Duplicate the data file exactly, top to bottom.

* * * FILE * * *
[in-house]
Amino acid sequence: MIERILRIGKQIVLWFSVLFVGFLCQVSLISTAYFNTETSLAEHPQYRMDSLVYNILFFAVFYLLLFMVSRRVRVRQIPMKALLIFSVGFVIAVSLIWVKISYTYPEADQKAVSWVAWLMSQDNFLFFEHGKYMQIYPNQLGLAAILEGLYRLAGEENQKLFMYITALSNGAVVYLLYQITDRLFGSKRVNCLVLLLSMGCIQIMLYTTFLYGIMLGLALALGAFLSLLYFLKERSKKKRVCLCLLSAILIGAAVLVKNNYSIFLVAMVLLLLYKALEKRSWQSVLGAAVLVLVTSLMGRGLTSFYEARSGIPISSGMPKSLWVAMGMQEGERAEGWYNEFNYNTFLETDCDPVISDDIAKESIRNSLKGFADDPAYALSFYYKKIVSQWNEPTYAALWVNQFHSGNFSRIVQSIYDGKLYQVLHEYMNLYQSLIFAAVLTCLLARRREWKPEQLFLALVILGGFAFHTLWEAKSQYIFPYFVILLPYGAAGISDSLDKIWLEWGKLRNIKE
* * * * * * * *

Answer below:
[in-house]
Amino acid sequence: MIERILRIGKQIVLWFSVLFVGFLCQVSLISTAYFNTETSLAEHPQYRMDSLVYNILFFAVFYLLLFMVSRRVRVRQIPMKALLIFSVGFVIAVSLIWVKISYTYPEADQKAVSWVAWLMSQDNFLFFEHGKYMQIYPNQLGLAAILEGLYRLAGEENQKLFMYITALSNGAVVYLLYQITDRLFGSKRVNCLVLLLSMGCIQIMLYTTFLYGIMLGLALALGAFLSLLYFLKERSKKKRVCLCLLSAILIGAAVLVKNNYSIFLVAMVLLLLYKALEKRSWQSVLGAAVLVLVTSLMGRGLTSFYEARSGIPISSGMPKSLWVAMGMQEGERAEGWYNEFNYNTFLETDCDPVISDDIAKESIRNSLKGFADDPAYALSFYYKKIVSQWNEPTYAALWVNQFHSGNFSRIVQSIYDGKLYQVLHEYMNLYQSLIFAAVLTCLLARRREWKPEQLFLALVILGGFAFHTLWEAKSQYIFPYFVILLPYGAAGISDSLDKIWLEWGKLRNIKE